An Overview of Uber Wage and Hour Claims

by | Jun 22, 2023 | Uber, Uber Wage and Hour Claims

Uber is one of the leading rideshare and delivery companies in the United States. Since companies like Uber and Lyft became societal mainstays, there are increasing questions about how federal labor laws apply to Uber and its drivers.

In recent years, thousands of Uber wage and hour claims have been filed by drivers who feel that they are not being treated fairly under federal labor standards. The conflict involves how drivers are classified – as employees or independent contractors – and what the terms of their employment may be.

At Kherkher Garcia, LLP, our Uber wage and hour claim lawyers are currently exploring how ongoing litigation and changing laws could impact Uber drivers here in Texas. Below, we provide an overview of Uber wage and hour claims, provide examples of recent litigation, and offer help to drivers with questions or concerns.

What are Wage and Hour Laws?

Wage and hour laws are a set of regulations that govern the payment of wages and the working hours of employees. These laws aim to ensure that workers are fairly compensated for their work, protect their rights, and establish standards for minimum wage, overtime pay, and other related matters.

Here is an overview of key aspects of wage and hour laws in the U.S.:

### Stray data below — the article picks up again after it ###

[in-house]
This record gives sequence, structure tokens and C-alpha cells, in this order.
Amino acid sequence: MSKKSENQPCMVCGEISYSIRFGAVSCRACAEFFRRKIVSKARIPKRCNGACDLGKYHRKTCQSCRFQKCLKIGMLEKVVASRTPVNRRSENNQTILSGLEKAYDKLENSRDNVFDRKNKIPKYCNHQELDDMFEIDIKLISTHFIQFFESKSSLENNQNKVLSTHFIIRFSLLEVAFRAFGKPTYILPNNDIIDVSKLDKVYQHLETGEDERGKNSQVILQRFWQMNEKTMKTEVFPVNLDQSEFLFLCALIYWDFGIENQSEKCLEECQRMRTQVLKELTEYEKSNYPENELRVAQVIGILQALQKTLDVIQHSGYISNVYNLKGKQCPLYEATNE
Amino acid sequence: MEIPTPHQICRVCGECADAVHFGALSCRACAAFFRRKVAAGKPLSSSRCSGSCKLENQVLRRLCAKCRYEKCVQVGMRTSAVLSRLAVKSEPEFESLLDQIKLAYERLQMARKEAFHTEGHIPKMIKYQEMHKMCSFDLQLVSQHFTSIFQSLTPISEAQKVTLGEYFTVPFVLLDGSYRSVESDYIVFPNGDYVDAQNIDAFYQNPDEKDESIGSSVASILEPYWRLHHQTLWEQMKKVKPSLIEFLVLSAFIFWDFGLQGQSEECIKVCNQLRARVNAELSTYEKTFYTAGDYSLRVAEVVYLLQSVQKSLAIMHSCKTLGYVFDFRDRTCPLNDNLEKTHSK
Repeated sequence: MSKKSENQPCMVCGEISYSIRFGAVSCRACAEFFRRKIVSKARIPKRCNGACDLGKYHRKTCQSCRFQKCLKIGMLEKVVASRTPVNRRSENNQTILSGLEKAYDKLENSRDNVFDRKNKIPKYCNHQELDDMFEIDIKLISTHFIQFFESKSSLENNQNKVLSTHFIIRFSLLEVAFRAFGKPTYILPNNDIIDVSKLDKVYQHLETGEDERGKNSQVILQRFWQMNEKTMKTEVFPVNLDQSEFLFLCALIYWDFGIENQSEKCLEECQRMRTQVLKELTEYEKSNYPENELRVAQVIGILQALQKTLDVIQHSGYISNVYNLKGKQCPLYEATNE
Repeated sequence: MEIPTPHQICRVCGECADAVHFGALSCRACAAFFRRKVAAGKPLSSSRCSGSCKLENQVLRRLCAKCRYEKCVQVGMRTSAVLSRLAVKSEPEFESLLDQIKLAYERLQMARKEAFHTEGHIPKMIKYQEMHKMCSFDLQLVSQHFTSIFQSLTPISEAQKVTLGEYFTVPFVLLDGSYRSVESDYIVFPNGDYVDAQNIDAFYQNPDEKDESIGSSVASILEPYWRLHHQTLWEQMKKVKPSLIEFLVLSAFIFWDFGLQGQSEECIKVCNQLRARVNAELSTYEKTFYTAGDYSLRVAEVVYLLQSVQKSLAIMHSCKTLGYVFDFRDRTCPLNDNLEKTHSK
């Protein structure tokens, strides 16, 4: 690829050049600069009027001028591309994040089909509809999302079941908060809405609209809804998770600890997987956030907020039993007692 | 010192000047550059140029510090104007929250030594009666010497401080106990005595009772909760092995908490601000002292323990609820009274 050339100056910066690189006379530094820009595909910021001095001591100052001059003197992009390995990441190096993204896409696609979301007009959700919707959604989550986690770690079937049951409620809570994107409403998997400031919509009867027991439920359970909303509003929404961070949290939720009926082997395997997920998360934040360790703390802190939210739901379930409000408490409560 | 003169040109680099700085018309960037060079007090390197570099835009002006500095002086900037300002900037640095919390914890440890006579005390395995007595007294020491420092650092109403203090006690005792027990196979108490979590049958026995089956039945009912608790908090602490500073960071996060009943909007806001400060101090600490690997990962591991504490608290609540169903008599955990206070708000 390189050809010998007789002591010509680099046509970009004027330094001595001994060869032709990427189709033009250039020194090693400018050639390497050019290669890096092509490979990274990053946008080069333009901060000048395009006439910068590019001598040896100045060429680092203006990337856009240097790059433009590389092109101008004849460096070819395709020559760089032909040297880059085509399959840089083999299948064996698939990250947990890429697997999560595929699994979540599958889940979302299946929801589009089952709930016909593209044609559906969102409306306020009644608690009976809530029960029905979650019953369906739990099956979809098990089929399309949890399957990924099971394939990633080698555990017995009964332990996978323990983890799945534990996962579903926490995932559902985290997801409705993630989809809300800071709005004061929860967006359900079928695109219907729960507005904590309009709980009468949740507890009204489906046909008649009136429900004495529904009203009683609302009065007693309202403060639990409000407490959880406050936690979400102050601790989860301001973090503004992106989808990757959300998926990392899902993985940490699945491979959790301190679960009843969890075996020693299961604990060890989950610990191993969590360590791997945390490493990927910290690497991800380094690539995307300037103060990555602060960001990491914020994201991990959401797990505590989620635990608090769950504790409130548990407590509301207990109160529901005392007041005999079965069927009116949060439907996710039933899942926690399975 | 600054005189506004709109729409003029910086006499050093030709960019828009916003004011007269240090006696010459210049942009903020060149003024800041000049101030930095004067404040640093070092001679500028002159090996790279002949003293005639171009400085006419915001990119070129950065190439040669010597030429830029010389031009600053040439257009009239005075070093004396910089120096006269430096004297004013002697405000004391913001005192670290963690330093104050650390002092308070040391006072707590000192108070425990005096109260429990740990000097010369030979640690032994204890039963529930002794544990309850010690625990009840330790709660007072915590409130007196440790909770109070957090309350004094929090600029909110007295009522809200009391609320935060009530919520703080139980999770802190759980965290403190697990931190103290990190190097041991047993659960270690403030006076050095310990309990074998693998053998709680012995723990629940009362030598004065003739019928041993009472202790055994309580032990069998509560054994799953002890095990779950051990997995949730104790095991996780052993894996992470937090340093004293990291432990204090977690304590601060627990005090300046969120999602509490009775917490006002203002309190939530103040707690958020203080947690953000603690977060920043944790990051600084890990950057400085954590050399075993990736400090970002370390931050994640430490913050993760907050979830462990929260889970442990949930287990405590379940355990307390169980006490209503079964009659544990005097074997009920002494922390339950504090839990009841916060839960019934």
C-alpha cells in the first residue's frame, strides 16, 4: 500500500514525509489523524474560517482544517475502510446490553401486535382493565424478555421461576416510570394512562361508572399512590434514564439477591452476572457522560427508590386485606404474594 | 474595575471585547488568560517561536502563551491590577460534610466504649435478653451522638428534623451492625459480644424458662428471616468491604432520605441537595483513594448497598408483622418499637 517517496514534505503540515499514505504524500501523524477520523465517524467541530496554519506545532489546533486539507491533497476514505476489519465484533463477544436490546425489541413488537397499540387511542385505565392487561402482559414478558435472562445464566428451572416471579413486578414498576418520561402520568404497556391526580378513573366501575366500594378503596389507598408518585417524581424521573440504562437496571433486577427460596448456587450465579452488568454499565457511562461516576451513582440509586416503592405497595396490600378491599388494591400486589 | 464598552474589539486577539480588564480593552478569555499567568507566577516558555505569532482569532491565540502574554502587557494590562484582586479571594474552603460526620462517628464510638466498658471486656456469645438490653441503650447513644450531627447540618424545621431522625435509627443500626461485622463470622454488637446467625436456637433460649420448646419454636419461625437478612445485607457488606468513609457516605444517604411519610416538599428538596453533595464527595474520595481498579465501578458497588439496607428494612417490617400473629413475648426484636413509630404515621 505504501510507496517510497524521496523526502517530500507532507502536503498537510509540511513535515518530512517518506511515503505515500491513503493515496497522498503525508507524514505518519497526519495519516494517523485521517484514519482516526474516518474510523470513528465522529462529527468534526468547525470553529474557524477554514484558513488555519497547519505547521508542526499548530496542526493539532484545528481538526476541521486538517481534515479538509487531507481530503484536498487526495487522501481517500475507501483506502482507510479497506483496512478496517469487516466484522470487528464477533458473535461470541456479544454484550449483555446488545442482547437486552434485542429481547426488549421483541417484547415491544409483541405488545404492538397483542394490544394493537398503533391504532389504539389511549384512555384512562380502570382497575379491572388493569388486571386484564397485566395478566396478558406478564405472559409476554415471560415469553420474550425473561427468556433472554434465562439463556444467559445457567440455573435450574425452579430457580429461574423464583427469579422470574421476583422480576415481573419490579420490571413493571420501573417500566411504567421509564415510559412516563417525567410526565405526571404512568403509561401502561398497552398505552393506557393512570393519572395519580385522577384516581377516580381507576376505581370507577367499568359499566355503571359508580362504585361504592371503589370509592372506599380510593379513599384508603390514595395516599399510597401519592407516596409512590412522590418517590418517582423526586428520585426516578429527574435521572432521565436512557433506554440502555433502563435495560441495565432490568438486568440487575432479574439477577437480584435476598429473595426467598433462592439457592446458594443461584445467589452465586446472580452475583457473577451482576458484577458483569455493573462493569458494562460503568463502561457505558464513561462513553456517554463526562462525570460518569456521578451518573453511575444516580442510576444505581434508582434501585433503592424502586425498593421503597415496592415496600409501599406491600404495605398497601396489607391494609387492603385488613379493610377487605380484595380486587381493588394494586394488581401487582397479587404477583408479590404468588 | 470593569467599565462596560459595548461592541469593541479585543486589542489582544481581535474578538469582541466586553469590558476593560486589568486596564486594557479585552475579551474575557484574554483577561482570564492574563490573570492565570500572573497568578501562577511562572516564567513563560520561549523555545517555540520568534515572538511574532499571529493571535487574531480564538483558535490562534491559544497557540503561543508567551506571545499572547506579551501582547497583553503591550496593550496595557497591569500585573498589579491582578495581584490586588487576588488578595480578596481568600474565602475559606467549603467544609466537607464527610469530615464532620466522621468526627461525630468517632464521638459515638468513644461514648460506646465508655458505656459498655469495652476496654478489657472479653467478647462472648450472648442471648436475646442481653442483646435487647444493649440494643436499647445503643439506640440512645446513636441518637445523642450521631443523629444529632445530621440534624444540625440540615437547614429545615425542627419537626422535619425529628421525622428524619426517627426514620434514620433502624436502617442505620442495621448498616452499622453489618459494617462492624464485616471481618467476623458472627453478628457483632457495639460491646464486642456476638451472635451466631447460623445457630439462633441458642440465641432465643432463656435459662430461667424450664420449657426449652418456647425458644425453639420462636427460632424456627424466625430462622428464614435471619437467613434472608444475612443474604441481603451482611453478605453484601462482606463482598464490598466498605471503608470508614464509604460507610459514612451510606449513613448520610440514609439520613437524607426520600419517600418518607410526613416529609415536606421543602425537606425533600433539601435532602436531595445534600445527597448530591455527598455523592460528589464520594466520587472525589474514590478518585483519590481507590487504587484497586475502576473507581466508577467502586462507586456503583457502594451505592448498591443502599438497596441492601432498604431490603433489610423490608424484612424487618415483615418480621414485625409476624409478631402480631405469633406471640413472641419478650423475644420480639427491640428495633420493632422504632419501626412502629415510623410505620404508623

Minimum Wage

Most jurisdictions have laws that establish a minimum wage, which is the lowest hourly rate that employers can legally pay their employees. The minimum wage is typically set by government bodies and may vary based on factors such as geographic location, industry, and employee age or experience. The intention is to prevent exploitative practices and ensure that workers earn a reasonable income.

Overtime Pay

Many wage and hour laws require employers to pay overtime compensation to eligible employees who work more than a specified number of hours in a workweek. Overtime pay is typically set at a higher rate, often 1.5 times the regular hourly wage, to provide additional compensation for the extra hours worked.

Hours of Work

Wage and hour laws may include provisions regarding the maximum number of hours employees can work in a day or week, as well as requirements for rest and meal breaks. These provisions aim to prevent excessive working hours, promote work-life balance, and protect employee health and safety.

Classification of Workers

The classification of workers as either employees or independent contractors is an important aspect of wage and hour laws. Employees are generally entitled to more extensive legal protections and benefits, such as minimum wage, overtime pay, and access to certain benefits, whereas independent contractors are often exempt from these provisions. Proper classification is crucial to ensure that workers receive the appropriate rights and benefits.

Here are some common examples of employees and contractors:

  • Employee: A full-time software engineer who works at a tech company.
  • Contractor: A freelance graphic designer who works with a variety of clients.
  • Employee: A delivery driver who works for a food delivery company.
  • Contractor: A plumber who is hired by a homeowner to fix a leaky faucet.